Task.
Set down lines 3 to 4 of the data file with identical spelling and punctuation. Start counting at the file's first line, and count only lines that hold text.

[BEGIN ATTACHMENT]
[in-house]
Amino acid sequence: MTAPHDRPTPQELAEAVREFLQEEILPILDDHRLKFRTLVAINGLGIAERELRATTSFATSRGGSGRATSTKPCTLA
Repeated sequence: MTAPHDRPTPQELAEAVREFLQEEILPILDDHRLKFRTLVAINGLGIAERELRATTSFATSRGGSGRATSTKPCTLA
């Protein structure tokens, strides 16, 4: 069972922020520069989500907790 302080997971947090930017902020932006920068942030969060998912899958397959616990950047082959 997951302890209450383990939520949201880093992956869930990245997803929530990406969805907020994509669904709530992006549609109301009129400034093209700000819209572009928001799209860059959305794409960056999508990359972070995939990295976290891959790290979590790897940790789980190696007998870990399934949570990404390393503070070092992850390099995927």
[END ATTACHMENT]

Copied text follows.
Repeated sequence: MTAPHDRPTPQELAEAVREFLQEEILPILDDHRLKFRTLVAINGLGIAERELRATTSFATSRGGSGRATSTKPCTLA
């Protein structure tokens, strides 16, 4: 069972922020520069989500907790 302080997971947090930017902020932006920068942030969060998912899958397959616990950047082959 997951302890209450383990939520949201880093992956869930990245997803929530990406969805907020994509669904709530992006549609109301009129400034093209700000819209572009928001799209860059959305794409960056999508990359972070995939990295976290891959790290979590790897940790789980190696007998870990399934949570990404390393503070070092992850390099995927």